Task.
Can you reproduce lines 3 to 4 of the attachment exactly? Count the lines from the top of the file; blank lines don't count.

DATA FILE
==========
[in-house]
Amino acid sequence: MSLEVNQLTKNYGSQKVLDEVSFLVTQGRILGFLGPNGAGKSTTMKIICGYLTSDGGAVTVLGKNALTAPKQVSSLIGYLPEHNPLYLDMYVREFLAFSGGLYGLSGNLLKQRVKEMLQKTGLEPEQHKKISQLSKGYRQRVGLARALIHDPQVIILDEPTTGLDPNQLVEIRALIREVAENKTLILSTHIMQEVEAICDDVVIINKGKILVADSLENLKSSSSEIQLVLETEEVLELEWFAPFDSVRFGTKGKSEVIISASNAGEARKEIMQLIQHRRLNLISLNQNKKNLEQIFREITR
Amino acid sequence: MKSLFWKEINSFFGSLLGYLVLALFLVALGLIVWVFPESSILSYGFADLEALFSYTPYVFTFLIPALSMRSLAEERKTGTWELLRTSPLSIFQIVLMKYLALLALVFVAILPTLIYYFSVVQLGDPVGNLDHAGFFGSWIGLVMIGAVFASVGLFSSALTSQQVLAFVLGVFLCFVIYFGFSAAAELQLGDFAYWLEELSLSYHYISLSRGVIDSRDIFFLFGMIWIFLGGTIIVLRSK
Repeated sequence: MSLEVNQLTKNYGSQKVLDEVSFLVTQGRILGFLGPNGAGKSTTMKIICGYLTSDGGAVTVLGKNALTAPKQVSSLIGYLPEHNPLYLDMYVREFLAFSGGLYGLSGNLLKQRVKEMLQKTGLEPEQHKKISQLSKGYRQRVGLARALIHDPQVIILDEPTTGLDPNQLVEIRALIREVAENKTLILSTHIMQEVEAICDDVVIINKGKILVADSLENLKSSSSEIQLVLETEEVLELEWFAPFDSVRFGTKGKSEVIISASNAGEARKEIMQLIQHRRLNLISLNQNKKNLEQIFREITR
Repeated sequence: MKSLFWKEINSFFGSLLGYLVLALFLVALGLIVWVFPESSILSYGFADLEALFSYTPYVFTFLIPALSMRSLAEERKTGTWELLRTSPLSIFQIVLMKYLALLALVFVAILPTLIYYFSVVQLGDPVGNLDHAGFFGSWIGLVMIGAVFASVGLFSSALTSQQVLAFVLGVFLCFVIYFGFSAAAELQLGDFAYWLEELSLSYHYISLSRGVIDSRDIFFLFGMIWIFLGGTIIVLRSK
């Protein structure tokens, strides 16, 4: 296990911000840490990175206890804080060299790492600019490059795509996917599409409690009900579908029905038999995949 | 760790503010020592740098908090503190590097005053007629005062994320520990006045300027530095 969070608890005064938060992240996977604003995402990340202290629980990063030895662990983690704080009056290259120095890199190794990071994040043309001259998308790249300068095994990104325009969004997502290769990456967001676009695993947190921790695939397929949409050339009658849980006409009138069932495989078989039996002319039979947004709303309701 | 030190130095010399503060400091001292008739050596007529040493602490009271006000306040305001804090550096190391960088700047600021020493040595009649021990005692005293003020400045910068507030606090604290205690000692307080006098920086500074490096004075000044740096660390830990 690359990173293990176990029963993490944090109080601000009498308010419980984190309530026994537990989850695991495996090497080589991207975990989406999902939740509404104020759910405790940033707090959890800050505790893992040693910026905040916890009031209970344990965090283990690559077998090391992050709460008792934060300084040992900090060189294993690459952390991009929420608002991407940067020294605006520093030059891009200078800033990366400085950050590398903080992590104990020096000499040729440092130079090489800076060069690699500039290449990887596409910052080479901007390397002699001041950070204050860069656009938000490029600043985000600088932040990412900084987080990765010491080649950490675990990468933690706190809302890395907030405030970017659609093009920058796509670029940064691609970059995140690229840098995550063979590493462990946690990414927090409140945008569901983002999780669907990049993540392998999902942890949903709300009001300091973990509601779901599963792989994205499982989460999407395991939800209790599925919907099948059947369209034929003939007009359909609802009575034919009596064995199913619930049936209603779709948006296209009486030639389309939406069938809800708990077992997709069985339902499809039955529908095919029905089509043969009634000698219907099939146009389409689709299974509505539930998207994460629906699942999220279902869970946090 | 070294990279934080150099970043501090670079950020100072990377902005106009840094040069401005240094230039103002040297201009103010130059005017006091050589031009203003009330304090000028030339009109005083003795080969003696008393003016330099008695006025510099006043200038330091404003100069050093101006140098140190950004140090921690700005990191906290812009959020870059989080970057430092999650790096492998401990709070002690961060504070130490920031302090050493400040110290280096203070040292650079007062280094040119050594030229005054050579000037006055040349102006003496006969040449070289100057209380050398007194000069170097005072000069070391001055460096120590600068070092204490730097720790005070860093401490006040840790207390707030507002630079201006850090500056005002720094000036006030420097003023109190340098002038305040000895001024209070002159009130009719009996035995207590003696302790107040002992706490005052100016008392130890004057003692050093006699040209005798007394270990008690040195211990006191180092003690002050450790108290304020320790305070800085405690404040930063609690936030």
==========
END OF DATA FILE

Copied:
Amino acid sequence: MKSLFWKEINSFFGSLLGYLVLALFLVALGLIVWVFPESSILSYGFADLEALFSYTPYVFTFLIPALSMRSLAEERKTGTWELLRTSPLSIFQIVLMKYLALLALVFVAILPTLIYYFSVVQLGDPVGNLDHAGFFGSWIGLVMIGAVFASVGLFSSALTSQQVLAFVLGVFLCFVIYFGFSAAAELQLGDFAYWLEELSLSYHYISLSRGVIDSRDIFFLFGMIWIFLGGTIIVLRSK
Repeated sequence: MSLEVNQLTKNYGSQKVLDEVSFLVTQGRILGFLGPNGAGKSTTMKIICGYLTSDGGAVTVLGKNALTAPKQVSSLIGYLPEHNPLYLDMYVREFLAFSGGLYGLSGNLLKQRVKEMLQKTGLEPEQHKKISQLSKGYRQRVGLARALIHDPQVIILDEPTTGLDPNQLVEIRALIREVAENKTLILSTHIMQEVEAICDDVVIINKGKILVADSLENLKSSSSEIQLVLETEEVLELEWFAPFDSVRFGTKGKSEVIISASNAGEARKEIMQLIQHRRLNLISLNQNKKNLEQIFREITR